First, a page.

Black violets is a collection of seven short stories and fortynine poems.
It’s a book born on a dangerous tree: the family connection with Raymond Carver, named by many people as the master of new american fiction. It is difficult, nearly impossible, to avoid comparison. Tess Gallagher, Carver’s wife until the writer’s death in 1988, is mainly a poetess. Her poetical production is considerable, at times extremely intense and full of images; to feel: this is the verb that prevails more than any other thing, when you read her.
But in this book the author doesn’t pass the “short stories’ test”.
The characters of Tess are Carver’s ones: men and women described during their everyday life, linked to their ordinary lives, whose fragments are portrayed when they look out onto a abyss.
The ability of Carver has always been not to show their downfall, leaving it to reader’s intuition; all the unsaid fills and overflows from his pages.
This is what Tess tries to do: she tries not to say. And, unfortunately, manages to do that even too well, anchoring her own short stories and not succeeding in spreading them into the reader’s heart. Once the reader comes to the conclusion of the book, all that remains is a vague feeling of confusion.
Her style is pitifully imprecise. Words (the only thing we have, Carver used to say) are not selected.
All that is evoked, truly and honestly, in her poems, is not transfered in prose by Tess Gallagher, so that she overwhelms the prose itself with a tone perceived, clearly, as extraneous.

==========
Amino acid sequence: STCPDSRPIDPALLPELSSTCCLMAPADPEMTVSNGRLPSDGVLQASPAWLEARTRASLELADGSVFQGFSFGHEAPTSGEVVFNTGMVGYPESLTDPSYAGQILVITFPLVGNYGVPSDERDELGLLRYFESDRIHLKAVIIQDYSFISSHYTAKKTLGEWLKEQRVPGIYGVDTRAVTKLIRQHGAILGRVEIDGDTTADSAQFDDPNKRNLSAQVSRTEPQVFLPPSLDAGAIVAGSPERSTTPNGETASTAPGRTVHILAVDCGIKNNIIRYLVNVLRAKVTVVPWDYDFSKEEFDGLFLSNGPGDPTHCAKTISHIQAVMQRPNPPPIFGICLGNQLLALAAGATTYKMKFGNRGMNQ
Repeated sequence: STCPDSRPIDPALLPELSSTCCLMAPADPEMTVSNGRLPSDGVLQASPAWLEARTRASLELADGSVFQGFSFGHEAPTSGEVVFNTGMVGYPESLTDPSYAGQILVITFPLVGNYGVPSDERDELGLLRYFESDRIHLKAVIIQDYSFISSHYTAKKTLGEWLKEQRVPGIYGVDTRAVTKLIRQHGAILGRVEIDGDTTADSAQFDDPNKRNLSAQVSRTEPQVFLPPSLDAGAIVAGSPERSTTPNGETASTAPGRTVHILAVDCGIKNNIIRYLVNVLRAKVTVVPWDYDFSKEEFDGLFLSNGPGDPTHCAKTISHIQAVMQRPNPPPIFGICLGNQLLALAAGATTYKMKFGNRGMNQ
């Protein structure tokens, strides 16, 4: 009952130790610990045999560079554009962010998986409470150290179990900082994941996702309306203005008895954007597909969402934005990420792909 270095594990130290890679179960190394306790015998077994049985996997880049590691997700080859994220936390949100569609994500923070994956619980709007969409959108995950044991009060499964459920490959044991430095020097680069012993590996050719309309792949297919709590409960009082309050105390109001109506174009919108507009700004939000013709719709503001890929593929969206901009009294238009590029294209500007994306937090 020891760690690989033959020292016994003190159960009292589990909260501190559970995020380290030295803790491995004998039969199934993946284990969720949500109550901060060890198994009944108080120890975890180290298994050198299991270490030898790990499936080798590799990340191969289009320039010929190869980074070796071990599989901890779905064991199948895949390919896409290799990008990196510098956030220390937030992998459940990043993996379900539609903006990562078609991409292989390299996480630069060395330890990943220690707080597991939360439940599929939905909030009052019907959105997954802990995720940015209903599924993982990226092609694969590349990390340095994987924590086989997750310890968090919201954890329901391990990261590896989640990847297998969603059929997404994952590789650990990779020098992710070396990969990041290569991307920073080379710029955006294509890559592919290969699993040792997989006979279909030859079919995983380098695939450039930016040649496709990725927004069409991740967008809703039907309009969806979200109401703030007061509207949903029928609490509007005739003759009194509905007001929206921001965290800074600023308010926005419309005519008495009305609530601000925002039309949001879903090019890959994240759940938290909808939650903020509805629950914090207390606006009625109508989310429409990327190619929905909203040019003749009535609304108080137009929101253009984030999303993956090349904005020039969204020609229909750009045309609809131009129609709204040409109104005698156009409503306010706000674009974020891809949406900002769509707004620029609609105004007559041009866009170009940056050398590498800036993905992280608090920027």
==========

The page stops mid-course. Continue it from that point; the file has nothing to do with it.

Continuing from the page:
The last short story marks the ruinous fall of the collection. It is the correction of a report, as the author declares in the first line. The report, she continues, is about Mr Gallivan, a lousy writer in search of celebrity. The report is Cathedral, one of the most famous short stories by Carver, a real masterpiece.
This is a trial that only a suicide writer should have engaged: in this case, as if there were any real need, the distance becomes sidereal. As a matter of fact, Carver succeeds in giving a moving depth to the visit of a blind man, whereas Tess makes a useless and strained effort to correct mistakes by Carver-narrator, and forces us to make a comparison.
There is something excessively hurried in her writing and in the end the main theme, the ethical one, is lost. Her short story has no ending, nothing happens and nobody learns anything.
What remains is the vague feeling that if Tess hadn’t tried so hard to imitate her husband’s style, we would have read her writings more willingly.
Once the last page is turned you feel like saying : Play it again, Tess.